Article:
Recent observations of the central parts of galaxies reveal an ever-improving view of the complex structures residing therein: rings, spirals and gas flows, often feeding the central supermassive black holes. The James Webb Space Telescope should increase the available data significantly, but its interpretation requires detailed numerical simulations. During the course of the PhD, the student will create and develop a model explaining the accretion of matter on to a black hole in a realistic environment of the central parts of a galaxy, on spatial scales from the size of the accretion disc to ~10 parsecs. The obtained results will help understand how black hole accretion rates change on timescales of a million years and connect the structures observed in galaxy centres to the activity episodes of those galaxies. Such a model will also fill the gap between detailed simulations of accretion disc evolution and large-scale galaxy evolution simulations.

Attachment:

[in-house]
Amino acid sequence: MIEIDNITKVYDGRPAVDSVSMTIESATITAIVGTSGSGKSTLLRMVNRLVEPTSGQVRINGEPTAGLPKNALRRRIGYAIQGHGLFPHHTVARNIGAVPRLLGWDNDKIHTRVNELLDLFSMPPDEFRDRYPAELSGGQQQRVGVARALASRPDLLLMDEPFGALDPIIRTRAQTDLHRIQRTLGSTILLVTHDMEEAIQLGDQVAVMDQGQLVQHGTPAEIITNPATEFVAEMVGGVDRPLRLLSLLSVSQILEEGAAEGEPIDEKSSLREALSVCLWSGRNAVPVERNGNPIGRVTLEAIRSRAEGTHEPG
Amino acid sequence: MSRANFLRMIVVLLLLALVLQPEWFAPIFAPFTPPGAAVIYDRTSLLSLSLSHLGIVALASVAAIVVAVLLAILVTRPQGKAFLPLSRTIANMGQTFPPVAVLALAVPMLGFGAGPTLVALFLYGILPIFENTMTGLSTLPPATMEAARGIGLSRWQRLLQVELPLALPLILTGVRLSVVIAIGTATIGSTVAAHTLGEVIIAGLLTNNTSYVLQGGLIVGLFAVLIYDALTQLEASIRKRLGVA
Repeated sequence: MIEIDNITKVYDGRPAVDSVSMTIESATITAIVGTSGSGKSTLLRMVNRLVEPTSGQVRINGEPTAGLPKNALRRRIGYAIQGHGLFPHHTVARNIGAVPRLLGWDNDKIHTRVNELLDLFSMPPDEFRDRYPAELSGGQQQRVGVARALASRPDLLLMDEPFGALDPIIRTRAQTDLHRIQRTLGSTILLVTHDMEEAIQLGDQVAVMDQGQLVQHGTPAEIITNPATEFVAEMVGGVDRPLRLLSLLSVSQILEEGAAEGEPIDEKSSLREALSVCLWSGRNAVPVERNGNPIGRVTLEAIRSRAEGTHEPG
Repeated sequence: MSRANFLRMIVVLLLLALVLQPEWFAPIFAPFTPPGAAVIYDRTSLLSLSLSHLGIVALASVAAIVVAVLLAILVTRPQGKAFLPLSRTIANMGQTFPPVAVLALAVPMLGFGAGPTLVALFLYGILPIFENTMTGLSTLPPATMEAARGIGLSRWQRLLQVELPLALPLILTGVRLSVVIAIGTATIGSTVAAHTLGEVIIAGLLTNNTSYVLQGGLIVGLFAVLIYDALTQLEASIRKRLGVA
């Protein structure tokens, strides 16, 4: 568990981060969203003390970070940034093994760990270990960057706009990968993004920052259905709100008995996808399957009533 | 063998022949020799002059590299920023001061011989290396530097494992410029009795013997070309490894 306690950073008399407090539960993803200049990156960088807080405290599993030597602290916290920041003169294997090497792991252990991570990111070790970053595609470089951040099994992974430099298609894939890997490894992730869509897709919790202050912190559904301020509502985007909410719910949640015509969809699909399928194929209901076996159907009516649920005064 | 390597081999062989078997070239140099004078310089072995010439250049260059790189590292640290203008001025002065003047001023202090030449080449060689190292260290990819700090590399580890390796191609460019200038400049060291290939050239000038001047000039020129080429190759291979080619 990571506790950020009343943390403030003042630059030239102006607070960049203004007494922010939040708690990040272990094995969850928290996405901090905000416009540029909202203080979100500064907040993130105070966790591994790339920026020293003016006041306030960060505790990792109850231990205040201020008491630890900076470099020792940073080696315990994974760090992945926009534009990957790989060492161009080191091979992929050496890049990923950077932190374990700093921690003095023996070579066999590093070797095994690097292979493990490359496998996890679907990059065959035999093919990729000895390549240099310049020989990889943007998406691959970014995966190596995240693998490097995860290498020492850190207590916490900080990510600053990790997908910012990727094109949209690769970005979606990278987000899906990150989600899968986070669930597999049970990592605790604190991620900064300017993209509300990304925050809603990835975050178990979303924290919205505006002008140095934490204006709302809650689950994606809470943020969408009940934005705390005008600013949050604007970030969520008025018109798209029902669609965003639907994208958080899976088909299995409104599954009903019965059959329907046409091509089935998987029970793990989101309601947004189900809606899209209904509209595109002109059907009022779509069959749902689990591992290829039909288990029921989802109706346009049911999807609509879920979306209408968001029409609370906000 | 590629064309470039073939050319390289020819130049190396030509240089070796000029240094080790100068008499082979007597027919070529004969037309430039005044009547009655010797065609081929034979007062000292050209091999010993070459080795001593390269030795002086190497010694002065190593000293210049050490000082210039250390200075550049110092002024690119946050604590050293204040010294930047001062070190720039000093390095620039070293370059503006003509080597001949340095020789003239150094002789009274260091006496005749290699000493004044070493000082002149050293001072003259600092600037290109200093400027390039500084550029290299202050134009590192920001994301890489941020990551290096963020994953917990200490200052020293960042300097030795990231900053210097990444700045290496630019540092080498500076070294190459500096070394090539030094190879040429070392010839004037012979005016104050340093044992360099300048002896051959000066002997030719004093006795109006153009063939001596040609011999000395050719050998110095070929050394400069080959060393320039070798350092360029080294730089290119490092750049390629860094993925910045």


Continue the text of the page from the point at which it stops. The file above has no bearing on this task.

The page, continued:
For more information, please contact the theme supervisor K. Zubovas.